Before chimneys were invented, most houses would use a hole in the roof, a hole in the wall or a window to release the smoke from fireplaces and ovens. These holes were built specifically for the smoke to escape. The furthest historians can trace back, chimneys popped up in 12th century Europe. The designs and engineering of chimneys have changed drastically over the centuries.
Whether opting for a wood-burning fireplace with a warming fireplace opening, a full chimney flue, or a masonry chimney that uses natural gas or an open fireplace with hot embers and a fireplace grate, installing a chimney in your home requires several considerations and mostly depends on the placement of your fireplace (or wood oven). There are so many factors you need to keep in mind before taking this big step.
So that you can make an educated decision when installing a chimney as well as embracing fireplace safety tips, we’ve decided to break down what you need to know. Depending on the type of chimney you want, we’ll cover fireplace placement, chimney placement, and safety tips to using both.
We’ll learn everything we need to know about chimneys. So, let’s get started!
The Placement of Your Fireplace
The placement of your new cozy fireplace can be tricky.There are a few things to consider and the questions you need to be asking yourself about the placement of your fireplace. You should be asking yourself these questions first and foremost:
- What room do you see yourself cuddled up in, in front of a glowing fireplace?
- What type of fireplace do you want? A wood fireplace or a gas fireplace?
- What structure of fireplace are you envisioning in your home? A corner fireplace or a floating fireplace? A fireplace in the middle of your chosen room?
- When locating the perfect place for your fireplace, there are even more serious considerations to take in. So, let’s dive deeper into these serious subjects.
The Levels of Your Home
First, how many levels does your home have? If you only have a single-story home, it’s going to make your fireplace placement super easy. With a single-story home, you can place the fireplace wherever your heart desires.
However, if your home has more than one story things get more difficult. You’ll have to consider how you’re going to run the chimney through the other levels of your house. You’ll have to maneuver through obstacles.
Your Present Heating System
In most modern homes, there’s already a heating system you use. So, I’m going to assume you have one too.
More than likely your heating system uses vents to disperse heat. For safety and functional reasons, you’ll want to try to avoid placing your fireplace in a room with these vents or at least avoid placing it too close to your heating vents.
It’s pointless to have your fireplace heat fighting with your heating system.
Backdraft is one of the most common problems when dealing with a fireplace and chimney. Backdraft is when air flows backward through your chimney. This can result in a mere annoyance of the chimney blowing ash inside your house to the potentially scarier problem of your home catching fire.
Of course, you want to cut down on any backdraft that’s possible with your chimney.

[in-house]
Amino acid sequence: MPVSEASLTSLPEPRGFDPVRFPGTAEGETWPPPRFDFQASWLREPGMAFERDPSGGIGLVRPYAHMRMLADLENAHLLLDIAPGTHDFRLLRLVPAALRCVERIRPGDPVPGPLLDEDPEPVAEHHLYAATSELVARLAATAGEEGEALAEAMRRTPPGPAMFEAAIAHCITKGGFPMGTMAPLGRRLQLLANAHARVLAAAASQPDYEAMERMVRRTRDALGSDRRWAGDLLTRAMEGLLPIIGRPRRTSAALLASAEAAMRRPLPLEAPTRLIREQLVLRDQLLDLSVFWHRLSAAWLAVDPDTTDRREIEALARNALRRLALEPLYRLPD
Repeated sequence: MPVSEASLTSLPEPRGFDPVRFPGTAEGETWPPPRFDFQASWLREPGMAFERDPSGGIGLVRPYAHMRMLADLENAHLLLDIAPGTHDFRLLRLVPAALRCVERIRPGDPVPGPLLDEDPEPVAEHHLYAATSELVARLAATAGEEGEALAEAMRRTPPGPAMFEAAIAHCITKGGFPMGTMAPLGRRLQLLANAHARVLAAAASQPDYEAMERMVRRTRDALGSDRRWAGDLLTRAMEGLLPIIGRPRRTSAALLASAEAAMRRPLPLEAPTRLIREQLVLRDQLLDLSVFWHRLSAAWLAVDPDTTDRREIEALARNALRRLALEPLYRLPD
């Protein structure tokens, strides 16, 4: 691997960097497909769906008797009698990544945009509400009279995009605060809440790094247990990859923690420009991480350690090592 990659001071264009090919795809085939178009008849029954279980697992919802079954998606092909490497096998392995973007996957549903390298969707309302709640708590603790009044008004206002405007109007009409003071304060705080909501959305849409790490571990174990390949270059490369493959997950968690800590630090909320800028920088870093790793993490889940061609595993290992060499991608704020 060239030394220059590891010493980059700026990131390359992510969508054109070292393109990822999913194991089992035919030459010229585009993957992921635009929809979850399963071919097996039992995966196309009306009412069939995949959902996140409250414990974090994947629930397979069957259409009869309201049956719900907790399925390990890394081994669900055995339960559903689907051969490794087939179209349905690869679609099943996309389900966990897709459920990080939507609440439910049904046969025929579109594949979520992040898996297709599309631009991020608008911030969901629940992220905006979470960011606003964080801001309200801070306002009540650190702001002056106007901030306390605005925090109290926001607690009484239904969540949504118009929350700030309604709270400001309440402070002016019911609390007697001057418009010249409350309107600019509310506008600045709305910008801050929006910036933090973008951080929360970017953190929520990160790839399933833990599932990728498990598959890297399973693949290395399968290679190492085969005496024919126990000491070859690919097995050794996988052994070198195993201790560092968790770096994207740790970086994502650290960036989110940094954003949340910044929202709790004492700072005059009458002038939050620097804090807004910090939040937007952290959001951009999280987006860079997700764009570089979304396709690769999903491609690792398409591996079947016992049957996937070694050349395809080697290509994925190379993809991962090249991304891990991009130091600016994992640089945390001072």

You want to choose an area where there’s the most pressurized air or where the airflow is the best. This will be the coldest and windiest side of your home during winter. The pressurized air effect ensures the air is flowing up your chimney instead of blowing down the chimney.
A draft in the room with your fireplace is best to prevent most backdrafts.
The Placement of Your Chimney
Now that you’ve figured out the placement of your fireplace, you can finally choose the best placement of your chimney. Of course, your chimney has to match up with the location of your fireplace. So, the biggest factor to think about is whether you want your chimney installed through the inside of your home or on the outside of your home.
Placing Your Chimney Inside vs. Outside
You always want your chimney installed inside of your home! There are zero excuses to install the chimney outside of your house.
When a chimney is built on the outside of a house, the stack effect can happen. The stack effect is when hot air rises in cold weather. When this happens, low pressure is created towards the floor, high pressure is created towards the ceiling, and there’s neutral pressure in the middle of the room. Hence, a stacking effect of air pressure.
These different levels of pressure can cause chaos. When your fireplace isn’t being used, cold air can seep through your chimney making a chilly room. To top it off, strange odors leak through your chimney.
When your chimney is installed inside your home, the chimney is kept warm at all times, preventing the stack effect from happening.
Safety Tips of Using Your Chimney and Fireplace
Once you have your warm and cozy fireplace installed and your chimney is ready to flow that air outside of your home, it’s time to learn the basics of safety for maintaining your new fireplace. These tips can prevent a headache and possibly even keep you alive.
Adding an inviting fireplace and chimney into your home can make winter nights more bearable and bring your family together. A fireplace can also bring a new and fun aesthetic look to your home. So, get to surveying your home for the perfect placement!